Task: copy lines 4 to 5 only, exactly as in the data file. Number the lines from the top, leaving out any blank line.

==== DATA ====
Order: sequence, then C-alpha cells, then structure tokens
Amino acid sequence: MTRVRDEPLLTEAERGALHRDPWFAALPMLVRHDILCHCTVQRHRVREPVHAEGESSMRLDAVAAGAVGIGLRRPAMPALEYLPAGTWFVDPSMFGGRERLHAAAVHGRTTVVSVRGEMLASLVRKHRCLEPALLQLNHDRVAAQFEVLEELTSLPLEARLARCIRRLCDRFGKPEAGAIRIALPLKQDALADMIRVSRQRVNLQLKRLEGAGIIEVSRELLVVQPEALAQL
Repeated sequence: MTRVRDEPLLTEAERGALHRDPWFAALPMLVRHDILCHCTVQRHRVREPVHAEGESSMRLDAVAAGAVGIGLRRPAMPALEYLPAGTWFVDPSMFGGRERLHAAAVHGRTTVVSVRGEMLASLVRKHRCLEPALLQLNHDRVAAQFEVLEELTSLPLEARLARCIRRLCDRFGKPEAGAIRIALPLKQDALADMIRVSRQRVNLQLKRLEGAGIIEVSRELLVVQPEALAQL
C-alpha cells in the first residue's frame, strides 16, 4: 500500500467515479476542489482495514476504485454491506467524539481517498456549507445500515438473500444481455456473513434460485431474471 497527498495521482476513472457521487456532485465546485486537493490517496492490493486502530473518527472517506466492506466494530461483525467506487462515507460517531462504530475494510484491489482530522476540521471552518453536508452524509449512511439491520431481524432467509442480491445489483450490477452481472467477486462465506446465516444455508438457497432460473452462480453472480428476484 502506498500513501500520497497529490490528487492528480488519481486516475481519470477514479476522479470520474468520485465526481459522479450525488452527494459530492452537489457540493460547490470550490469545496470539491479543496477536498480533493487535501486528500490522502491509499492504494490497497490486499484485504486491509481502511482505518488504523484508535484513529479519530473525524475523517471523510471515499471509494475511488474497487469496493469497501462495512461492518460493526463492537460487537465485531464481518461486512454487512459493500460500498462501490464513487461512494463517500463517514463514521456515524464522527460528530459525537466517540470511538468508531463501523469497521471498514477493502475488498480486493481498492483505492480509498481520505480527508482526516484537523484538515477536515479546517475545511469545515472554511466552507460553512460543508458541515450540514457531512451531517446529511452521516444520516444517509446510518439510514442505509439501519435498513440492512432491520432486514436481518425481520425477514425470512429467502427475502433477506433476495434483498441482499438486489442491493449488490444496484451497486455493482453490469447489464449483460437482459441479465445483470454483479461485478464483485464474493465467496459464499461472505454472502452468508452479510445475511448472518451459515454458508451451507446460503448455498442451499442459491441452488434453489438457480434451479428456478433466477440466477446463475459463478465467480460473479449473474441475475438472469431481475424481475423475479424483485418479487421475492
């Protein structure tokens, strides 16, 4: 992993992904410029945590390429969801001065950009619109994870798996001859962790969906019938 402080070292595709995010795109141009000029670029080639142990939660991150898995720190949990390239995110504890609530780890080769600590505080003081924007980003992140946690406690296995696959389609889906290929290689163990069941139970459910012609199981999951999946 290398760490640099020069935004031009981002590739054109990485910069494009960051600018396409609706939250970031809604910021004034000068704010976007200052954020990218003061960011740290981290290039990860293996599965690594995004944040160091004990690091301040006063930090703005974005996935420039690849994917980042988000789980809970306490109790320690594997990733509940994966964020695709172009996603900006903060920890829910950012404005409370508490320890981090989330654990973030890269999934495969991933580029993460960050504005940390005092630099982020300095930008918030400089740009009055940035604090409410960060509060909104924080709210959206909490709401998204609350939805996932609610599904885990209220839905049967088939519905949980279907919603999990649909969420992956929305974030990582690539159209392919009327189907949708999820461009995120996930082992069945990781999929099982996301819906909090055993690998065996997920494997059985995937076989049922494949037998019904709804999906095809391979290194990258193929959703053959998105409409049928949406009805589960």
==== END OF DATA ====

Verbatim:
C-alpha cells in the first residue's frame, strides 16, 4: 500500500467515479476542489482495514476504485454491506467524539481517498456549507445500515438473500444481455456473513434460485431474471 497527498495521482476513472457521487456532485465546485486537493490517496492490493486502530473518527472517506466492506466494530461483525467506487462515507460517531462504530475494510484491489482530522476540521471552518453536508452524509449512511439491520431481524432467509442480491445489483450490477452481472467477486462465506446465516444455508438457497432460473452462480453472480428476484 502506498500513501500520497497529490490528487492528480488519481486516475481519470477514479476522479470520474468520485465526481459522479450525488452527494459530492452537489457540493460547490470550490469545496470539491479543496477536498480533493487535501486528500490522502491509499492504494490497497490486499484485504486491509481502511482505518488504523484508535484513529479519530473525524475523517471523510471515499471509494475511488474497487469496493469497501462495512461492518460493526463492537460487537465485531464481518461486512454487512459493500460500498462501490464513487461512494463517500463517514463514521456515524464522527460528530459525537466517540470511538468508531463501523469497521471498514477493502475488498480486493481498492483505492480509498481520505480527508482526516484537523484538515477536515479546517475545511469545515472554511466552507460553512460543508458541515450540514457531512451531517446529511452521516444520516444517509446510518439510514442505509439501519435498513440492512432491520432486514436481518425481520425477514425470512429467502427475502433477506433476495434483498441482499438486489442491493449488490444496484451497486455493482453490469447489464449483460437482459441479465445483470454483479461485478464483485464474493465467496459464499461472505454472502452468508452479510445475511448472518451459515454458508451451507446460503448455498442451499442459491441452488434453489438457480434451479428456478433466477440466477446463475459463478465467480460473479449473474441475475438472469431481475424481475423475479424483485418479487421475492
């Protein structure tokens, strides 16, 4: 992993992904410029945590390429969801001065950009619109994870798996001859962790969906019938 402080070292595709995010795109141009000029670029080639142990939660991150898995720190949990390239995110504890609530780890080769600590505080003081924007980003992140946690406690296995696959389609889906290929290689163990069941139970459910012609199981999951999946 290398760490640099020069935004031009981002590739054109990485910069494009960051600018396409609706939250970031809604910021004034000068704010976007200052954020990218003061960011740290981290290039990860293996599965690594995004944040160091004990690091301040006063930090703005974005996935420039690849994917980042988000789980809970306490109790320690594997990733509940994966964020695709172009996603900006903060920890829910950012404005409370508490320890981090989330654990973030890269999934495969991933580029993460960050504005940390005092630099982020300095930008918030400089740009009055940035604090409410960060509060909104924080709210959206909490709401998204609350939805996932609610599904885990209220839905049967088939519905949980279907919603999990649909969420992956929305974030990582690539159209392919009327189907949708999820461009995120996930082992069945990781999929099982996301819906909090055993690998065996997920494997059985995937076989049922494949037998019904709804999906095809391979290194990258193929959703053959998105409409049928949406009805589960």